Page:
I agree that aggression is not the best trait for a DM. In fact, in a draft of a letter to the VP, I quoted a paragraph from "Thank You For Arguing" where you explain how the power of persuasion, rather than aggressiveness, is essential to being a good leader.

    I think being a good lawyer requires many of the same skills that being a good DM requires. I would like to be a lawyer but going to law school isn't a wise economic decision these days and, with my dismal LSAT score, I won't get good scholarships at T2 law schools. (by the way, he had no way of knowing that going to law school was goal should I fail to get the DM job). I would much rather start a career right away earning $70,000 the first year and $95,000 by the fourth year with the privilege of using an expenses paid company car. All while living at home with my parents and thus having the opportunity to save almost all of my earnings.

    I clearly don't want to "move on" just yet. Why? Because, quite ironically, I'm aggressive. Do you have any advice for writing a letter to the VP? I know it is a long shot but I would really like to be successful at this. It would make for a great story of how persistence and good argumentation rhetoric can get you what you want.

    Bill

    Dear Bill,

    Keep in mind that there's probably more than one candidate for the job. It's not necessarily that you're unqualified; it's that someone else seems a better fit. Go ahead and write the VP. Say how passionate you are about the company, and how you think it's perfect for you. Say specifically what you can do. Follow my advice in Thank You for Arguing in structuring your pitch--in fact, the outline to a Ciceronian oration would work perfectly: exhortation, narration, proof, division, peroration. All in a single paragraph!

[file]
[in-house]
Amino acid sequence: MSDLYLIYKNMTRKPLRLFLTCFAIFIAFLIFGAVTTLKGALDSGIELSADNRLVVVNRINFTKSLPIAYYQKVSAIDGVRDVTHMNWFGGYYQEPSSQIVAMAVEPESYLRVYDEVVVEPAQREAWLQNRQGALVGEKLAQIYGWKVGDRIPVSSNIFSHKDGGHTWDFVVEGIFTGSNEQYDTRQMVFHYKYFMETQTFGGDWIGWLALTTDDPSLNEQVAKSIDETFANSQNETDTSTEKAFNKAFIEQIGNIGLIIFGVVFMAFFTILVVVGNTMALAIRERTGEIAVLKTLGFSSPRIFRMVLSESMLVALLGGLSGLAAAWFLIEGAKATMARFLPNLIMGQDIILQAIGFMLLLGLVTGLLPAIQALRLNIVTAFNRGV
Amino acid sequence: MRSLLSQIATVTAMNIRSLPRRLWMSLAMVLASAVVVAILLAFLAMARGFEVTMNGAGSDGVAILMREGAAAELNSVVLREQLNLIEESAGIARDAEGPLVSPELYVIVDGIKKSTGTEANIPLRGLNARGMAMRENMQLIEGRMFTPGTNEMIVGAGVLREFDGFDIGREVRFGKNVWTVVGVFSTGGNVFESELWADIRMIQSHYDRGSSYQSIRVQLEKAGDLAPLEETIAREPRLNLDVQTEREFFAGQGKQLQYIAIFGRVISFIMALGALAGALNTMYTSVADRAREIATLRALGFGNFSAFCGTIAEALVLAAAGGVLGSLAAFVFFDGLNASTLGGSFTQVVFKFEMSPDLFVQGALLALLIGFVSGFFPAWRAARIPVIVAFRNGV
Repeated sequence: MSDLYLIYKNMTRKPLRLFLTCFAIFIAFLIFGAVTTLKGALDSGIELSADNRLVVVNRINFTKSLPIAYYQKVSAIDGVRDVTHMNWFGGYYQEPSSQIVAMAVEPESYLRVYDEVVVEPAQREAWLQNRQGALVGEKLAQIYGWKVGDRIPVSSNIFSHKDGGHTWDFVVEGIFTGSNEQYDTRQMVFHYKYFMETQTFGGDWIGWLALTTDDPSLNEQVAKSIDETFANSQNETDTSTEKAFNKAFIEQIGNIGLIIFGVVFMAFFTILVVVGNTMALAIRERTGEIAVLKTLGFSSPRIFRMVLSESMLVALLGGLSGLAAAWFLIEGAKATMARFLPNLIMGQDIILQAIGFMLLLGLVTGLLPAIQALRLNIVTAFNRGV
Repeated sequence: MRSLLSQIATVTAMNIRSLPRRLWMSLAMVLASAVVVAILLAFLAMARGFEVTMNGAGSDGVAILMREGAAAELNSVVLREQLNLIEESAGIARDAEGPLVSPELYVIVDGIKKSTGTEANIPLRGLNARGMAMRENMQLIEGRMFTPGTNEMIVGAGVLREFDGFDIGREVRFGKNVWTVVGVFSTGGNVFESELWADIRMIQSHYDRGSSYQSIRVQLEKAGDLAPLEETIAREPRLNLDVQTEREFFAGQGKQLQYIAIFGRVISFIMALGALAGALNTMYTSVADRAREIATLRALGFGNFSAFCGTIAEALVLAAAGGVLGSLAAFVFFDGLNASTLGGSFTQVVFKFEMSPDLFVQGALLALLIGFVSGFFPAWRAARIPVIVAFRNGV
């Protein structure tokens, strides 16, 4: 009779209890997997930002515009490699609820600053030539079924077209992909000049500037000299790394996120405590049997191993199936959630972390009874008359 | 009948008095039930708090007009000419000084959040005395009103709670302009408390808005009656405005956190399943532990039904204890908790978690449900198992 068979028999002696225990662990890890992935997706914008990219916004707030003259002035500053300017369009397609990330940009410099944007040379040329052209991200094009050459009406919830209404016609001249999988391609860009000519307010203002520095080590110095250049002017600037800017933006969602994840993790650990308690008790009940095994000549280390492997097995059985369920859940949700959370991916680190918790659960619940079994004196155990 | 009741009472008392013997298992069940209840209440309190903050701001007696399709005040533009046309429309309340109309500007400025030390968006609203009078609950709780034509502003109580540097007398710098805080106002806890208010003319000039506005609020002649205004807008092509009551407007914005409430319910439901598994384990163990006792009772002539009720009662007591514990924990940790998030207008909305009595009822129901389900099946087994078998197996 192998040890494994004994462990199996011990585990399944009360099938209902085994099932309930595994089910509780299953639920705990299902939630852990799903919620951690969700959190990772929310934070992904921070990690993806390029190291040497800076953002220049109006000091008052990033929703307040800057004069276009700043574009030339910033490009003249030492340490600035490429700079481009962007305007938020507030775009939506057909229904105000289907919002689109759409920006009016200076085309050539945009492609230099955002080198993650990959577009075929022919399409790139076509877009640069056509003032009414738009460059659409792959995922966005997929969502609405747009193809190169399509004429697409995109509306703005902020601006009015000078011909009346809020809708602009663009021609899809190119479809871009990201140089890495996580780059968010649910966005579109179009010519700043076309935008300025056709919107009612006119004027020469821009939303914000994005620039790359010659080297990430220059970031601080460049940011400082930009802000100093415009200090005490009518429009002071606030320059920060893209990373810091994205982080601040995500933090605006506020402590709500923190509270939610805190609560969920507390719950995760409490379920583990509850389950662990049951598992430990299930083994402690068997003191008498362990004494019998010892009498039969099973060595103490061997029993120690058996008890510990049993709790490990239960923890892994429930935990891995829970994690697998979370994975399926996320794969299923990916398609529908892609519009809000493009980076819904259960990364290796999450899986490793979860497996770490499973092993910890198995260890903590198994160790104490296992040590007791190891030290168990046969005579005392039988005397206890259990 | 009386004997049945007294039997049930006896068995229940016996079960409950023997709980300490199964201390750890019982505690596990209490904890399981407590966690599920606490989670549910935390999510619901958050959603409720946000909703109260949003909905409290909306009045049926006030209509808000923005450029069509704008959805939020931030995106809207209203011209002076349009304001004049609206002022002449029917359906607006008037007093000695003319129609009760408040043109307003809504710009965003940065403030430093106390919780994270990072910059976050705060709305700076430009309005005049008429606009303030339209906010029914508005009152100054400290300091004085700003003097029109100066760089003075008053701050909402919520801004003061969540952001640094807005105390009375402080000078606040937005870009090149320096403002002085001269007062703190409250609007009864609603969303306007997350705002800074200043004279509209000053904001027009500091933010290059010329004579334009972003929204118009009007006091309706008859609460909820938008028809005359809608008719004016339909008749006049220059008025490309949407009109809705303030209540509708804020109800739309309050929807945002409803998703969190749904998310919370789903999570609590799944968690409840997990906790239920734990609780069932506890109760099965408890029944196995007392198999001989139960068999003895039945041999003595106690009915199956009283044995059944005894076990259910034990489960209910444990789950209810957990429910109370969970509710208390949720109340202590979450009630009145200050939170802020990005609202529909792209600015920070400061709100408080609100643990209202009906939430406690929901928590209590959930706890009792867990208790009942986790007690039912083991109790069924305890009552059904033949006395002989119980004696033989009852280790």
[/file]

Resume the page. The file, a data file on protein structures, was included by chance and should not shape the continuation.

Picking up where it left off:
And conclude by asking to be considered if something else opens up.

    Fig.
    February 13, 2012 | Unregistered CommenterBill
    Firstly, I'm big fan of both your books, and this blog. Keep up the great work!

    I am going to be leading a rather in depth review of an agency in a few days. I have been on many of these throughout the years, but I have never led one. During this process, I have to speak to both my team members and the agency we are examining.

    Hypothetically, say I am corrected by a team members because I forget to mention something, or I leave something out of the entrance interview. What are some prosaic ways of going about correcting myself, thanking my team member for his/her insight and still come off as the "boss" while not skipping a beat?

    Thank you!

    Mickey

    Dear Mickey,

    I can tell you're already a star: you want to use your mistakes to your advantage. I love those moments when I can prove my Ethos in front of an audience. When a team member corrects you, brag about what a good recruiter you are. Or say, "A good manager always hires people smarter than he is. Proof positive, right here." That kind of false modesty tends to get a chuckle while showing your smooth leadership skills.

    Let me know how it works out.

    Fig.

    Mickey
    January 31, 2012 | Unregistered CommenterMickey
    I was scanning through 'memes' the other day and one caught my attention at http://www.quickmeme.com/Karate-Kyle/